N 2 O has a global warming potential of 296, about 300 more than CO 2
N 2 O stays in the atmosphere for more than 100 years
GM rice and canola that uses N more efficiently (NUE) already developed
NUE technology produces plants with yields that are equivalent to conventional varieties but which require significantly less N fertilizer
In Kenya, NUE maize is on trial stages
Biotechnology and Pest and disease surveillance in a changing climate
Biotech tools ( ELISA and PCR) can be used to detect and identify new and emerging pathogens that may have a stronger ability to establish and spread, or to become more abundant under changed climatic conditions
Commercial ELISA kits are available for many viruses, bacteria and fungi
GM crop (Research & Development) Major global players Leader countries in Africa * Field trials conducted Agricultural Biotechnology Focus in Africa Improved crop quality or HT or IT Developing countries with significant programs Countries with potential and/or engaged research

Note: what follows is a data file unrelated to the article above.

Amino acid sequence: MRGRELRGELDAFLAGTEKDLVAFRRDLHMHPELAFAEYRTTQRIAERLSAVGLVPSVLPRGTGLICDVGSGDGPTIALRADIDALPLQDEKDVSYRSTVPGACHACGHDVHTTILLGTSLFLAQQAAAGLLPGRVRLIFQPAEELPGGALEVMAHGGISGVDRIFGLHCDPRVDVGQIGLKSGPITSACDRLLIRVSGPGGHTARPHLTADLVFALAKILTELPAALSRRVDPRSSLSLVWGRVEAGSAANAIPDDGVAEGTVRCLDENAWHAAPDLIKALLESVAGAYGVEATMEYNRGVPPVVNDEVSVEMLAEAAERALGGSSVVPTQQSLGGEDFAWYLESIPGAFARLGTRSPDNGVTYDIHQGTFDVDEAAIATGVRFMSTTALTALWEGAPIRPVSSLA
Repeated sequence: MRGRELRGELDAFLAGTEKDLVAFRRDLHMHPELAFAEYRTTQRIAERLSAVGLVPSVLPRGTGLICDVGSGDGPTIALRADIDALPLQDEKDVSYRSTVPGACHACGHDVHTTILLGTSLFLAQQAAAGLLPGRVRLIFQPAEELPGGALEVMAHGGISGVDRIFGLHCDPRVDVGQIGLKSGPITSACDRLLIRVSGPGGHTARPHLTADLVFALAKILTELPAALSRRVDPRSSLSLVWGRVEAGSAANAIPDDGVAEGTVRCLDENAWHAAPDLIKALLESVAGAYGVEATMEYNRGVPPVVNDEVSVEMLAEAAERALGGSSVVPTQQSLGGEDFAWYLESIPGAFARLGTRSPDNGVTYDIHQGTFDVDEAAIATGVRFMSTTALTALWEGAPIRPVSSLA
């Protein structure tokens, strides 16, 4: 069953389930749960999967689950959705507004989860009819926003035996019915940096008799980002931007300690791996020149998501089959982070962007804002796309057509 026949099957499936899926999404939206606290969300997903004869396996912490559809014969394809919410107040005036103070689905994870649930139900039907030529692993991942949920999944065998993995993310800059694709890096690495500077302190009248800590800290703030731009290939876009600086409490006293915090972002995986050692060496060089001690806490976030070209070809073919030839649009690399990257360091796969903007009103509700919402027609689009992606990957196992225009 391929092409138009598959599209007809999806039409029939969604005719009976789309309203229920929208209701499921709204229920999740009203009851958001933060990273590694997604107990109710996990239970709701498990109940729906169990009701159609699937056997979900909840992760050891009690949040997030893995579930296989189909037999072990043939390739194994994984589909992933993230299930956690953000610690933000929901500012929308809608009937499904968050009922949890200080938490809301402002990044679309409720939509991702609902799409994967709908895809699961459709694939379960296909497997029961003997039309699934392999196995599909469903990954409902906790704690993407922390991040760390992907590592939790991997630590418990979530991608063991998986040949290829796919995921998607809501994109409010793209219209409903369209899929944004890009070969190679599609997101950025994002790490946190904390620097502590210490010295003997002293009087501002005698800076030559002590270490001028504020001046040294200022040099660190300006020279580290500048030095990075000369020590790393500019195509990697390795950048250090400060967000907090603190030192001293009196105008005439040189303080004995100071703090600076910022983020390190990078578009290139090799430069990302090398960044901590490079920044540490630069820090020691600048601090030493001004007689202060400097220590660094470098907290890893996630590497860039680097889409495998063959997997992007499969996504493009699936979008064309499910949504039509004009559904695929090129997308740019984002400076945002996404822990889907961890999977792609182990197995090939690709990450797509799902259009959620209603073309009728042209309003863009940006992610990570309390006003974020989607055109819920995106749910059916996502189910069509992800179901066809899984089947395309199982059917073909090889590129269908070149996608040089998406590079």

The benefits of GM crops are diverse and already proven relevant to developing countries as they are far less labour-intensive and simplified method of farming whilst at the same time providing a higher crop yield of upto 40%
Presently, the developing countries primarily benefiting from GM crops are situated in Asia and South America.
Of the 50 countries listed by the UN as least developed countries, 35 are in Africa: need to increase agricultural productivity in Africa with the realization that agriculture accounts for 70% of full time employment, contributes to 33% of the total GDP and 40% of the total export earnings
The Green Revolution of 1960s had little benefit in African as it required large scale upfront investments. GM crops are knowledge intensive as opposed to capital/labour intensive thus small-scale farmers with limited resources are able to make use of this technology esp now that climate change is here with us